Returning to Knoxville, Dora and her husband lived o­n a small farm named Cherry Hill. Dora entered medical school at the University of Tennessee and General Wilder continued to act as pension agent for a short time. By 1910 she had completed her degree in medicine and the general had resigned his position.

The couple moved to Monterey in 1913.Monterey had always been a residence of Wilder, but he had other houses around Tennessee. Since his first iron smelting operation was in Rockwood, he maintained a home there. Later he moved his industry to Chattanooga, and he was mayor, so he built a house in that city. He also built and owned the Cloudland Hotel o­n Roan Mountain near Johnson City; he constructed a house for himself in the village of Roan Mountain. After he left Knoxville, the house he built in Monterey was his main residence, although he enjoyed leisure time in Florida every year.

The Monterey home, o­n Holly Street, is presently owned by Ruth Ann Woolbright. The general left the house to Dora, and she occupied it with her second husband. The Pugh family owned the house after Dora died.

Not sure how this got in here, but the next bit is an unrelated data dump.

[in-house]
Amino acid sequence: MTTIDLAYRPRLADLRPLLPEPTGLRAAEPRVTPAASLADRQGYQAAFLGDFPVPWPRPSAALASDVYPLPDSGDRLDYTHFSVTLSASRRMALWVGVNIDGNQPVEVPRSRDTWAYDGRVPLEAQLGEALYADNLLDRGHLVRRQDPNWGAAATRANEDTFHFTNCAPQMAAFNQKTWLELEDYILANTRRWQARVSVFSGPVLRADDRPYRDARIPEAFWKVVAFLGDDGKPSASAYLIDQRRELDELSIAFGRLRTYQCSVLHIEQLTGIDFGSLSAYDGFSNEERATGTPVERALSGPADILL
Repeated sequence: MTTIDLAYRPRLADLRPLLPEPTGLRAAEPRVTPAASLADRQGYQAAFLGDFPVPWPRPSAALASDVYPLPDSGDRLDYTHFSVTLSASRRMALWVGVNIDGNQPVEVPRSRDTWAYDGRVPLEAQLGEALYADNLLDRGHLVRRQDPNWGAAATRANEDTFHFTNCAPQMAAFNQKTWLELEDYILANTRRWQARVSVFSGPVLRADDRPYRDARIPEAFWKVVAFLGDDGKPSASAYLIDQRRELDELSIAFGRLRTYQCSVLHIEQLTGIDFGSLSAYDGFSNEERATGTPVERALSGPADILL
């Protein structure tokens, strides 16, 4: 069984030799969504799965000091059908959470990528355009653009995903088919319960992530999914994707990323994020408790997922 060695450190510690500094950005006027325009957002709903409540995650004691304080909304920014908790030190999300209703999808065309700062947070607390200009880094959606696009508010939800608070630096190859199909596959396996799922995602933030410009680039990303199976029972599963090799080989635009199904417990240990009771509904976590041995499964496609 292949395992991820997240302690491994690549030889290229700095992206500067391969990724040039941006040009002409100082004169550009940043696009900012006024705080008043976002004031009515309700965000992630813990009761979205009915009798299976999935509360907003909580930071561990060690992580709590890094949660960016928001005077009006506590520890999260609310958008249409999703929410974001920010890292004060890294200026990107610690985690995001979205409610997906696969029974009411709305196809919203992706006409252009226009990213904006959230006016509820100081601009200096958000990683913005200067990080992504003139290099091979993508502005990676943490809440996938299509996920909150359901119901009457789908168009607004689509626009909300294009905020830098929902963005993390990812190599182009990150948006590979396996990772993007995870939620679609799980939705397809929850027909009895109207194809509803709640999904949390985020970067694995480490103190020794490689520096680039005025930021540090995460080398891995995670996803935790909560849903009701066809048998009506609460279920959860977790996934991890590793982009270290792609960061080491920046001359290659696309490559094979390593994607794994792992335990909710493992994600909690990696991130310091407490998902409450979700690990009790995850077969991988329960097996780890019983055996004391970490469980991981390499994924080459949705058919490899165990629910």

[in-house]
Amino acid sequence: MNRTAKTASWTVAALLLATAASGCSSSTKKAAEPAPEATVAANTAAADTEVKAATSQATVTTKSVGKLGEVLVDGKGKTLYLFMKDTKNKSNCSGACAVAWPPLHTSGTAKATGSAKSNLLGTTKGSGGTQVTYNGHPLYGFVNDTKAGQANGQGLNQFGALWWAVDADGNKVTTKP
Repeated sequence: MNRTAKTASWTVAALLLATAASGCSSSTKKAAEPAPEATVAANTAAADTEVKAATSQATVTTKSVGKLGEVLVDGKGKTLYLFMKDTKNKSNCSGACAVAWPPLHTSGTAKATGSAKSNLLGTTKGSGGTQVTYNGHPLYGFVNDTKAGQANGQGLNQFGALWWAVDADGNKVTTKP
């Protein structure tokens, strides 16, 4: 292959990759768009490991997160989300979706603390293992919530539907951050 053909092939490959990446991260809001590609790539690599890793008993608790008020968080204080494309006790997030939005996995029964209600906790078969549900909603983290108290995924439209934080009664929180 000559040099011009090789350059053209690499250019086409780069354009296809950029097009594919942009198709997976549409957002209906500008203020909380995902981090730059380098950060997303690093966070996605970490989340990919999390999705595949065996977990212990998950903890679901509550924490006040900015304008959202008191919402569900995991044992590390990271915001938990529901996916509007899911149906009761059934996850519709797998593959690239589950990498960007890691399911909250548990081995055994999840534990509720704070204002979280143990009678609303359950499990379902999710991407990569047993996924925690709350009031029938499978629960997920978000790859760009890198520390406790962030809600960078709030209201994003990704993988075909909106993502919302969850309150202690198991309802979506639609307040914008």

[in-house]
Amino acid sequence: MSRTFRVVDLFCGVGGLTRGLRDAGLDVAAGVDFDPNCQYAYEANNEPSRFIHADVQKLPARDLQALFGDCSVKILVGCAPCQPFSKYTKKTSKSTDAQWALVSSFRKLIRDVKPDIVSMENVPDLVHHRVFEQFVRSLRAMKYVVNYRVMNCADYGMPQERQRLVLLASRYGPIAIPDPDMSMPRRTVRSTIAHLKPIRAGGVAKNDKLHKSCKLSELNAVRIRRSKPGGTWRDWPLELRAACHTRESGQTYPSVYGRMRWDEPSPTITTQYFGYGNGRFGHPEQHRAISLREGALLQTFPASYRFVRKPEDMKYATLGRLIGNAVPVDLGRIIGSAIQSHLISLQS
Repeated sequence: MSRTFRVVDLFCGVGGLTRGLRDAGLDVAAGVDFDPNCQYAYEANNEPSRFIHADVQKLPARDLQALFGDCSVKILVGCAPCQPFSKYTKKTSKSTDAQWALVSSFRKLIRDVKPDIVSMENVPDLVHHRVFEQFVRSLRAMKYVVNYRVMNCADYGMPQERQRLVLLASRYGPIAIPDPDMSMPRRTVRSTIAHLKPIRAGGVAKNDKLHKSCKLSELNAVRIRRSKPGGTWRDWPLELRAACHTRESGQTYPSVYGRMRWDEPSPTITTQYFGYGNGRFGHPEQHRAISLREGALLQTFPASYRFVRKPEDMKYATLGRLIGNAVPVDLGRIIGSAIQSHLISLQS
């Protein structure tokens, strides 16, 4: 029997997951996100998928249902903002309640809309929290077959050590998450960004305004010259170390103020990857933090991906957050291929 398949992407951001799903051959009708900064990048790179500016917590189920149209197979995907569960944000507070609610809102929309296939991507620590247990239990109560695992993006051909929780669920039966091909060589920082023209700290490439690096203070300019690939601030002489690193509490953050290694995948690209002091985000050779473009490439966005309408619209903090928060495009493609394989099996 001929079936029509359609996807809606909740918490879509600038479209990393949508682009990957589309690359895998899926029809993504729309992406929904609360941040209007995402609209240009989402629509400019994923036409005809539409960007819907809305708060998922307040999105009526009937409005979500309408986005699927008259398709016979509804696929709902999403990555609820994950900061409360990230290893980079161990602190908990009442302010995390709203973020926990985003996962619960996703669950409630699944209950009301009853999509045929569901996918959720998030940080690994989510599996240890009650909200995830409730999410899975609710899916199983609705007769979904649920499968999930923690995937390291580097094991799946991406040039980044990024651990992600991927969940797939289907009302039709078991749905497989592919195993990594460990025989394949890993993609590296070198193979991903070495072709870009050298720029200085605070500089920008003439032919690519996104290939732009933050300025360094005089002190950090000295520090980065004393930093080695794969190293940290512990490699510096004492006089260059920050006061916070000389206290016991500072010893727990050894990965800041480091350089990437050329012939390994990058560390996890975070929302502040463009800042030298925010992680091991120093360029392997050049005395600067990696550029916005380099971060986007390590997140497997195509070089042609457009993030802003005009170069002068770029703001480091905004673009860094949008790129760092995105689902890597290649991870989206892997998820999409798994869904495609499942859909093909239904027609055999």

In addition to building the Cloudland Hotel in 1885, General Wilder built the Imperial Hotel in Monterey. Although the Cloudland was a resort hotel, and although Monterey was a resort town, boasting six resort hotels, the Imperial was not considered a resort hotel. It was a railroad hotel, located close to the tracks and the depot. Opened in 1909, the Imperial had thirty rooms within its three-story frame. It boasted running water, inside plumbing, and steam heat. The dining room and the chef were locally famous. One newspaper editor lauded it as o­ne of the best hotels between Nashville and Knoxville. General Wilder enjoyed the hotel food frequently, and after he died Dora acted as a hostess in the dining room.